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Descriptive epidemiology of Cornelia de Lange syndrome in Europe

Barisic, Ingeborg, Tokic, Visnja, Loane, Maria, Bianchi, Fabrizio, Calzolari, Elisa, Wellesley, Diana, Dolk, Helen and EUROCAT, Working Group (2008) Descriptive epidemiology of Cornelia de Lange syndrome in Europe. American Journal of Medical Genetics Part A, 146A (1). pp. 51-59. [Journal article]

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URL: http://www3.interscience.wiley.com/journal/117862004/abstract

DOI: 10.1002/ajmg.a.32016


Cornelia de Lange syndrome (CdLS) is a multiple congenital anomaly/mental retardation syndrome consisting of characteristic dysmorphic features, microcephaly, hypertrichosis, upper limb defects, growth retardation, developmental delay, and a variety of associated malformations. We present a population-based epidemiological study of the classical form of CdLS. The data were extracted from the database of European Surveillance of Congenital Anomalies (EUROCAT) database, a European network of birth defect registries which follow a standard methodology. Based on 23 years of epidemiologic monitoring (8,558,346 births in the 1980-2002 period), we found the prevalence of the classical form of CdLS to be 1.24/100,000 births or 1:81,000 births and estimated the overall CdLS prevalence at 1.6-2.2/100,000. Live born children accounted for 91.5% (97/106) of cases, fetal deaths 2.8% (3/106), and terminations of pregnancy following prenatal diagnosis 5.7% (6/106). The most frequent associated congenital malformations were limb defects (73.1%), congenital heart defects (45.6%), central nervous system malformations (40.2%), and cleft palate (21.7%). In the last 11 years, as much as 68% of cases with major malformations were not detected by routine prenatal US. Live born infants with CdLS have a high first week survival (91.4%). All patients were sporadic. Maternal and paternal age did not seem to be risk factors for CdLS. Almost 70% of patients, born after the 37th week of gestation, weighed 2,500 g. Low birth weight correlated with a more severe phenotype. Severe limb anomalies were significantly more often present in males. © 2007 Wiley-Liss, Inc.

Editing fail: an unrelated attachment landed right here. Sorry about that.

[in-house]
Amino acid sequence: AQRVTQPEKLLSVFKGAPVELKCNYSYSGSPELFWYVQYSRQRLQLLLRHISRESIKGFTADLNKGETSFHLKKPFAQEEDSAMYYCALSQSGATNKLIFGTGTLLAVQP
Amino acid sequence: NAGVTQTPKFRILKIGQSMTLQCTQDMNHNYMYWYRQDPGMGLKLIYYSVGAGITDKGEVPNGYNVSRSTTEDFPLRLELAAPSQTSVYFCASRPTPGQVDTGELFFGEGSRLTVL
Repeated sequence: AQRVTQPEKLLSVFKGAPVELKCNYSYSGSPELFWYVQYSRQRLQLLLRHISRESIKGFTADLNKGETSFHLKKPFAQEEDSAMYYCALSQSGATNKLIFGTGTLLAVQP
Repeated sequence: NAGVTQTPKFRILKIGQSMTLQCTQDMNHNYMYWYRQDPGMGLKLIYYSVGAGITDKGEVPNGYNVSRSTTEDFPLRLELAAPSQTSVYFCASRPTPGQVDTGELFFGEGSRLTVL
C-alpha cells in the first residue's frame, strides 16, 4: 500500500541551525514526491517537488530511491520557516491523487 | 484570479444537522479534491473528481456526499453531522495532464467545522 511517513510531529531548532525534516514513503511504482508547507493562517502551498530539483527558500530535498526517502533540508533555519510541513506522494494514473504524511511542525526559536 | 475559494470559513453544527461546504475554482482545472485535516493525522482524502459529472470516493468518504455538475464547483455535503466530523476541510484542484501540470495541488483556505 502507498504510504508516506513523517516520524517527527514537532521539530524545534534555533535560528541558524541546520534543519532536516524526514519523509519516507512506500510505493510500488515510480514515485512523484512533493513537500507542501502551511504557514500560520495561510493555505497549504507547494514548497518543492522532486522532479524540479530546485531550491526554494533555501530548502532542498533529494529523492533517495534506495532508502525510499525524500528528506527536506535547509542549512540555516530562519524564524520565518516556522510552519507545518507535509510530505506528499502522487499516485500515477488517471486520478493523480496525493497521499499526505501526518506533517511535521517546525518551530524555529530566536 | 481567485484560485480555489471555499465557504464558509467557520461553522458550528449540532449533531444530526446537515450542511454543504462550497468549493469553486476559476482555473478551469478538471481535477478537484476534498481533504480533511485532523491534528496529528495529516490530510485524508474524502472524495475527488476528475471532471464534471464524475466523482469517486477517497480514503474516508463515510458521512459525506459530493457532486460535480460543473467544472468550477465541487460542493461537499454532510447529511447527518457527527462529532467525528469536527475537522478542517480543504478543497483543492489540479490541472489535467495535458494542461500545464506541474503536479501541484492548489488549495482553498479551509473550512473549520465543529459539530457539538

Item Type:Journal article
Faculties and Schools:Faculty of Life and Health Sciences
Faculty of Life and Health Sciences > School of Nursing
Research Institutes and Groups:Institute of Nursing and Health Research
Institute of Nursing and Health Research > Maternal, Fetal and Infant Research
ID Code:6585
Deposited By: Ms Maria Loane
Deposited On:03 Feb 2010 15:06
Last Modified:18 Oct 2011 13:01

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